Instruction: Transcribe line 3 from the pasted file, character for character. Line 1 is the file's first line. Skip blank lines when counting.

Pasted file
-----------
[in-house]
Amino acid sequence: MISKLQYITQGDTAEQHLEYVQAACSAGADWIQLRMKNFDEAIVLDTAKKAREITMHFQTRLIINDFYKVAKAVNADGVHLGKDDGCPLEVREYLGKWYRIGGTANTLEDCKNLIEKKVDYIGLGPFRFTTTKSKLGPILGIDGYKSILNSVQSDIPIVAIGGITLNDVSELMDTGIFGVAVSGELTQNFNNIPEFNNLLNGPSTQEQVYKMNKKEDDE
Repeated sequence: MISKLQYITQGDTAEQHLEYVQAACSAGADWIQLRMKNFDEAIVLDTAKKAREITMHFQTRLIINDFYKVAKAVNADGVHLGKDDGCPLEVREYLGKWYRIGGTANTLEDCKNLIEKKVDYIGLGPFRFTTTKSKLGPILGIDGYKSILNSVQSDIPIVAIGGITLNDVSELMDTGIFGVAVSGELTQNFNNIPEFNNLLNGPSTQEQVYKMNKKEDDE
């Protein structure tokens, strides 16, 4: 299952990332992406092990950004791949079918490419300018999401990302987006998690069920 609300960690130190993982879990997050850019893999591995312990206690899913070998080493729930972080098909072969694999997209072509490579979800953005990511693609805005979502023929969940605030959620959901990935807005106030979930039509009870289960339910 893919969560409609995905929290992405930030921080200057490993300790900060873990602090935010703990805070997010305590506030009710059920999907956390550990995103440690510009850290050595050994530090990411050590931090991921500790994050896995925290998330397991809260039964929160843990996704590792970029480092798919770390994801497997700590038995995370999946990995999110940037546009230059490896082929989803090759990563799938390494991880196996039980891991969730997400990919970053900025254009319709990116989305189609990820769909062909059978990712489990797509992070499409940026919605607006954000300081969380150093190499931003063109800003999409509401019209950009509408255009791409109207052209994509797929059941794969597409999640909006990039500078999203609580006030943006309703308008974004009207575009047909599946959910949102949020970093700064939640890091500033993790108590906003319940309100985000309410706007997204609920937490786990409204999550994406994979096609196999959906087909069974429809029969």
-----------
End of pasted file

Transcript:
Repeated sequence: MISKLQYITQGDTAEQHLEYVQAACSAGADWIQLRMKNFDEAIVLDTAKKAREITMHFQTRLIINDFYKVAKAVNADGVHLGKDDGCPLEVREYLGKWYRIGGTANTLEDCKNLIEKKVDYIGLGPFRFTTTKSKLGPILGIDGYKSILNSVQSDIPIVAIGGITLNDVSELMDTGIFGVAVSGELTQNFNNIPEFNNLLNGPSTQEQVYKMNKKEDDE